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My Grail: Air Jordan 1 “Black/Red”

My Grail: Air Jordan I “Black/Red”

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In 1985 Nike debuted the first signature sneaker for Chicago Bulls rookie Michael Jordan, a red and black high top which was nothing like anything seen before. In that same year NBA Commissioner David Stern banned the shoe for not properly matching the Bulls’ uniforms. Thanks to the attention the sneakers received on the court, they flew off the shelves off of the court as well, paving the way for the Air Jordan to become a cultural icon.

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Fast forward to the early millennium, probably 2007 or so, and a 17 year old me looking through an issue of Transworld Skateboarding. For a while TWS had a section called “Home Page” where a different pro skater would showcase a few items from their home which they had gathered throughout the years and tell a little story about the importance of each piece. While I can’t find the exact issue for the exact month or year, I can tell you that that month focused on Chad Muska and some of his interesting possessions. Among The Muska’s possessions were a beat up pair of OG Air Jordan 1’s. Recalling from memory, The Muska stated that the shoes were in fact an OG pair from 1985 and that he had kept them in decent condition since then. He had worn the sneakers out and the sneakers had even “participated in a few skate sessions”. After I had examined the sneakers carefully, staring at the Nike Dunk-like shoe with great interest, I decided I must have a pair.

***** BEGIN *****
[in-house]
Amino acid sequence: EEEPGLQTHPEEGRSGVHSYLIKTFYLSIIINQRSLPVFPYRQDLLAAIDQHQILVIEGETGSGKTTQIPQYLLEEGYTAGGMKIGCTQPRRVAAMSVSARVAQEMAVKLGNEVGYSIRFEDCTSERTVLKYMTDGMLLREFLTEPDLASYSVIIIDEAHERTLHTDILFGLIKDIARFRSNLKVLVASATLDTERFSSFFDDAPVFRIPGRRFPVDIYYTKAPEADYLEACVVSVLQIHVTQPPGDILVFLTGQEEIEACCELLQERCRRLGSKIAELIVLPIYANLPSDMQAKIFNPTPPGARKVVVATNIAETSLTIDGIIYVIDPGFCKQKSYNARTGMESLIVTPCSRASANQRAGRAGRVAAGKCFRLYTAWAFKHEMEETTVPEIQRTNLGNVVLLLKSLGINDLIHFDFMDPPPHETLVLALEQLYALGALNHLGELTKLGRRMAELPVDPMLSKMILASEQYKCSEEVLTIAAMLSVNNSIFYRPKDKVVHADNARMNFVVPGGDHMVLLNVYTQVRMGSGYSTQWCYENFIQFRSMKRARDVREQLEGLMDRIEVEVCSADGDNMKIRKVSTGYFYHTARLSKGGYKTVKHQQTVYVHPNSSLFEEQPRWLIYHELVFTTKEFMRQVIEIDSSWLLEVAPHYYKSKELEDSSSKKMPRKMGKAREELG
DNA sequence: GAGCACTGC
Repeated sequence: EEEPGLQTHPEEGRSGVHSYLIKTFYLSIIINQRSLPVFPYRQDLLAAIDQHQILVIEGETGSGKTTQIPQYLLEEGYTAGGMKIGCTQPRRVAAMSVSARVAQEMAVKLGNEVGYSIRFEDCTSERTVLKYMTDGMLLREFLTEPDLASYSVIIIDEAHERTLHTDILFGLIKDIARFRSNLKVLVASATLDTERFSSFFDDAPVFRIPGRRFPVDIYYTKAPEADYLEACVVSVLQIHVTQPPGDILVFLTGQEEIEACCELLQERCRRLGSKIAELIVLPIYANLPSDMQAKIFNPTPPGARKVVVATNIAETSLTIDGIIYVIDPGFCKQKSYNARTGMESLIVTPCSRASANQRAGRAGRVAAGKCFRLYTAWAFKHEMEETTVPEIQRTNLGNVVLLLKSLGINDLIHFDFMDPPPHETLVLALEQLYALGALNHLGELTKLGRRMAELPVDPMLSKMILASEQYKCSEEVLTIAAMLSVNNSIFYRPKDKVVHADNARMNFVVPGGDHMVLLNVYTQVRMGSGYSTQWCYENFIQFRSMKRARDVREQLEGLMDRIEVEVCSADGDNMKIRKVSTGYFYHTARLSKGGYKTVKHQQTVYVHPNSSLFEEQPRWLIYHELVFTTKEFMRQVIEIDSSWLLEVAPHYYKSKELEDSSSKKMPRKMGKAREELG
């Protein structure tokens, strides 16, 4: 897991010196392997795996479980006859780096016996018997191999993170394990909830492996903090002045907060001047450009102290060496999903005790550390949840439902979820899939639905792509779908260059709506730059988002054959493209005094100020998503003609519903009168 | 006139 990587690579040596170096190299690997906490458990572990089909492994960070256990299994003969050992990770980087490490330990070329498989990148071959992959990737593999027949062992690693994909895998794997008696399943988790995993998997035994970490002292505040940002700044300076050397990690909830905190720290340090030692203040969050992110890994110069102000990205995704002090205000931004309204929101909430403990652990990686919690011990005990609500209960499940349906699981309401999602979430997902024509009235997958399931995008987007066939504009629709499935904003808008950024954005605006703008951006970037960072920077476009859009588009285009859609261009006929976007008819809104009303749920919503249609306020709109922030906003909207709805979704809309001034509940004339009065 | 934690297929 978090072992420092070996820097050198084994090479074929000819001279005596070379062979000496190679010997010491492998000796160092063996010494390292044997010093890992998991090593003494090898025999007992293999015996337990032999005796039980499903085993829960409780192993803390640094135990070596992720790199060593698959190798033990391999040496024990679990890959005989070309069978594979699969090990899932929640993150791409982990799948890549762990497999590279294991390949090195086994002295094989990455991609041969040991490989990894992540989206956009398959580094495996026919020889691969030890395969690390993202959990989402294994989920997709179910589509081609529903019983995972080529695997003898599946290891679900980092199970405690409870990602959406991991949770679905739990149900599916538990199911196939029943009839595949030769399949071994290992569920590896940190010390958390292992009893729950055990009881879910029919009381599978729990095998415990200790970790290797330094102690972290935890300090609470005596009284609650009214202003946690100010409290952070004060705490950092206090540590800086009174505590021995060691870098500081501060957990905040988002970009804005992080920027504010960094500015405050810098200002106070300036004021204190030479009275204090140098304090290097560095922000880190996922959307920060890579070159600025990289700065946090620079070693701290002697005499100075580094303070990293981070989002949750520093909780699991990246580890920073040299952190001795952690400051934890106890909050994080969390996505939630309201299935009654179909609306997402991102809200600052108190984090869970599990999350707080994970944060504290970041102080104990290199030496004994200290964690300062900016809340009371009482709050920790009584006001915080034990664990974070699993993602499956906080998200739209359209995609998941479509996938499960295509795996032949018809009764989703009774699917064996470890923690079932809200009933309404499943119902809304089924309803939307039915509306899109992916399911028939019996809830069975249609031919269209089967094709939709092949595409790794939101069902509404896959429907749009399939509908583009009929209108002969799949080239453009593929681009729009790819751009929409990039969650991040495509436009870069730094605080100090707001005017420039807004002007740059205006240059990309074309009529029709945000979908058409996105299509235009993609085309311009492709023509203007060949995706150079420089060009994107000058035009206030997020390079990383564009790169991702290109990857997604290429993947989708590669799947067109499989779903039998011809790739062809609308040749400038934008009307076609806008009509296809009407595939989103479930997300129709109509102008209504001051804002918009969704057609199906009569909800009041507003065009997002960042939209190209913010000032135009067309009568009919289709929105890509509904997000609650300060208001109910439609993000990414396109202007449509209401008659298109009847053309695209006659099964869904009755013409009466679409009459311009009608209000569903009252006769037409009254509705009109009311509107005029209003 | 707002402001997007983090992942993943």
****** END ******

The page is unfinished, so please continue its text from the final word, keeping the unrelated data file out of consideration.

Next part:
Until this point in my life I had looked on people like my friends from high school who collected sneakers (Mr. Midwestsole himself included) as strange; a waste of money even. Why would these guys spend so much money on basketball shoes and not even wear them? What was so cool about these shoes anyway? The black and red 1 changed all of that.

After reading the segment in Transworld I began to notice the Jordan 1 in old skate photos from the late 1980’s, most notably on the feet of members from the iconic Bones Brigade team members like Steve Caballero, Tommy Guererro and Lance Mountain. As my desire for the shoe grew, so did my respect for its history. At this point I knew nothing about release dates, retros, or any sort of value outside of MSRP. All I knew was the Jordan 1 was awesome, and I needed it.

Steve Caballero (upper) in Air Jordan 1

Steve Caballero (upper) in Air Jordan 1

Years later, on a lazy day in my dorm room at Augustana College in the fall of 2009; while looking on the Finishline web site I noticed on the sidebar a pair of Jordans for sale. Upon following the link I found myself staring at the Jordan 1 DMP pack, on sale! I couldn’t believe my eyes; my grail, in a pack, on sale. At this point even I knew how hard it was to find shoes of this caliber on sale. Being a poor college student, my only hope of acquiring the sneakers would be to ask for them for Christmas. After a carefully worded email to my mother I forwarded the link and quickly forgot about the incident. A few months later they were there, under my family’s tree, waiting for me. It was a dream come true; well, sort of.

My first attempt at hypebeasting

My first attempt at hypebeasting

The leather on the left toe box was scarred, giving them the impression that a predatory bird had attempted to pick up the left shoe with its talons and failed. In reality the pair was probably on sale because they had been returned for that very issue. I, however, didn’t really care. I had my shoes, and they were as awesome as I imagined. That first pair was my gateway pair; the pair that helped to grow  my love of sneakers to what it is today. I still consider the red/black 1 my grail because I still want a perfect pair. That DMP has become beat over the past five years but still finds its way into rotation on rainy days and whenever I want to feel nostalgic. With the black/red 1 set to be retro-ed with the Nike Air this coming December, it is almost a given that I plan to double up.

BG

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About bgatesslab

Shoes, skateboarding, and Blackhawks.

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